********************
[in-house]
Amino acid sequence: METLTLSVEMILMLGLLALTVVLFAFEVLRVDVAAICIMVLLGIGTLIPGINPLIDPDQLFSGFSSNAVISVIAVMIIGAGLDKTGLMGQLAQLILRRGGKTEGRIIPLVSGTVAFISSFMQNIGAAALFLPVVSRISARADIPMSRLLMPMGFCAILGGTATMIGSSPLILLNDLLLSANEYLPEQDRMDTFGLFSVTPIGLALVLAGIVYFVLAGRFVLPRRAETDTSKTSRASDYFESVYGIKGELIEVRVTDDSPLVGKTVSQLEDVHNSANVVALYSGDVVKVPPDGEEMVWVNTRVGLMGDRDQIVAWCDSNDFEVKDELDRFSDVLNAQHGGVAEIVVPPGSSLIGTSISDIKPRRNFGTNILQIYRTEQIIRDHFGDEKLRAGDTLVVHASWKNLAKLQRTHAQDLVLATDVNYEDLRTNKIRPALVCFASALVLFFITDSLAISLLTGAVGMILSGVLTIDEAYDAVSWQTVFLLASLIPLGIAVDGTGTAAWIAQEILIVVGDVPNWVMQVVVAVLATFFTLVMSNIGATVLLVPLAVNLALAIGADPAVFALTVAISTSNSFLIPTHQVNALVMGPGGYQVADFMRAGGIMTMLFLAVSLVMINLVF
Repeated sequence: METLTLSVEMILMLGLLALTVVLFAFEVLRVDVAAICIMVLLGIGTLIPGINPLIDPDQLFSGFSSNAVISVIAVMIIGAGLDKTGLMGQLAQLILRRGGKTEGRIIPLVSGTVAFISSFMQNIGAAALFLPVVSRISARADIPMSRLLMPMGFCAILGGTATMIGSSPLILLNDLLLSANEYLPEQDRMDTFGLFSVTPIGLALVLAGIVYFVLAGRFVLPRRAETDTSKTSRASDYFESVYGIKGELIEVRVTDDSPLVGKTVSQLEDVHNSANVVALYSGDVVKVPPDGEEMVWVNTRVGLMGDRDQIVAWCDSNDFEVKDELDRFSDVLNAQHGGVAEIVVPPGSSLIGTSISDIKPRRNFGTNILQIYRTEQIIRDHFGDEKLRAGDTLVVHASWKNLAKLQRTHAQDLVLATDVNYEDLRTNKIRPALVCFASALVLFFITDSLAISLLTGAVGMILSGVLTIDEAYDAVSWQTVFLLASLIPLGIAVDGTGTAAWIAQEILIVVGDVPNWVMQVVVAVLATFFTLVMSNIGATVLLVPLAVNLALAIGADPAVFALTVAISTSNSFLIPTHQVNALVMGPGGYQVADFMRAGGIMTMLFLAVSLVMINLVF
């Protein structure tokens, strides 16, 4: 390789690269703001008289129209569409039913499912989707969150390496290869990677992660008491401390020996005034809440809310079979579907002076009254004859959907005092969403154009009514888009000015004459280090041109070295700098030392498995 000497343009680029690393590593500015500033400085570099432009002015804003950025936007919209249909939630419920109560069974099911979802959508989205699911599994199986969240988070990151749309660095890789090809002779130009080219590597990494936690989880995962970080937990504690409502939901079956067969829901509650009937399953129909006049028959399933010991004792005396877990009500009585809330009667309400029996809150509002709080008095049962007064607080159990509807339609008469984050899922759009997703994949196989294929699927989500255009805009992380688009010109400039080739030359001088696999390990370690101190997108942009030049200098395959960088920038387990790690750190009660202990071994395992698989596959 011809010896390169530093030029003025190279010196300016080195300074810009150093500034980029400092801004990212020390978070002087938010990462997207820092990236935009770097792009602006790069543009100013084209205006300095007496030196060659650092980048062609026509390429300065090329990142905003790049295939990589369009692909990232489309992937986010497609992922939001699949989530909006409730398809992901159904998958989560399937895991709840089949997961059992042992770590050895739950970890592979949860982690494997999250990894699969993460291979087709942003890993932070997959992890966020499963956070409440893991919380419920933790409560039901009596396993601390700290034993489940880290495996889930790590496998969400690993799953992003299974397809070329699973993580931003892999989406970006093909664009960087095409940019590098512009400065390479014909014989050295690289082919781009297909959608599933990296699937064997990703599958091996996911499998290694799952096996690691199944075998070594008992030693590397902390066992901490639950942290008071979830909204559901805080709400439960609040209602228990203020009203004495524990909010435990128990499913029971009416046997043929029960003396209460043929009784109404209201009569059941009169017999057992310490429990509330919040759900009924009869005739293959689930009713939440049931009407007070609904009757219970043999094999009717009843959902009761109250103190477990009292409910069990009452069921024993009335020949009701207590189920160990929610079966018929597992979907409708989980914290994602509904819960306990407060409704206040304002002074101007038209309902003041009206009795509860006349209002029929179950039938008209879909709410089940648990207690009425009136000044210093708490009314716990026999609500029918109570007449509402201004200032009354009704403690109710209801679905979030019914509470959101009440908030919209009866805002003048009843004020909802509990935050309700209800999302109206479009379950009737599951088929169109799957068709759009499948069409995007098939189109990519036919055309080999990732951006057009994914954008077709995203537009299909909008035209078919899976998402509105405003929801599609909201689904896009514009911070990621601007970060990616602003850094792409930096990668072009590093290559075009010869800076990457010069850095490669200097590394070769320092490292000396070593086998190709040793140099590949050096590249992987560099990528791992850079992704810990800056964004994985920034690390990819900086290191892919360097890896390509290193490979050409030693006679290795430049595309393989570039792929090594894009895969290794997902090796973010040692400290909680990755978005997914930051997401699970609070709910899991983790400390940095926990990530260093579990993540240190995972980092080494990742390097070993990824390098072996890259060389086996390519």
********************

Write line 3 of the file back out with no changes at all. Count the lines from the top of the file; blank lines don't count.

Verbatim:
Repeated sequence: METLTLSVEMILMLGLLALTVVLFAFEVLRVDVAAICIMVLLGIGTLIPGINPLIDPDQLFSGFSSNAVISVIAVMIIGAGLDKTGLMGQLAQLILRRGGKTEGRIIPLVSGTVAFISSFMQNIGAAALFLPVVSRISARADIPMSRLLMPMGFCAILGGTATMIGSSPLILLNDLLLSANEYLPEQDRMDTFGLFSVTPIGLALVLAGIVYFVLAGRFVLPRRAETDTSKTSRASDYFESVYGIKGELIEVRVTDDSPLVGKTVSQLEDVHNSANVVALYSGDVVKVPPDGEEMVWVNTRVGLMGDRDQIVAWCDSNDFEVKDELDRFSDVLNAQHGGVAEIVVPPGSSLIGTSISDIKPRRNFGTNILQIYRTEQIIRDHFGDEKLRAGDTLVVHASWKNLAKLQRTHAQDLVLATDVNYEDLRTNKIRPALVCFASALVLFFITDSLAISLLTGAVGMILSGVLTIDEAYDAVSWQTVFLLASLIPLGIAVDGTGTAAWIAQEILIVVGDVPNWVMQVVVAVLATFFTLVMSNIGATVLLVPLAVNLALAIGADPAVFALTVAISTSNSFLIPTHQVNALVMGPGGYQVADFMRAGGIMTMLFLAVSLVMINLVF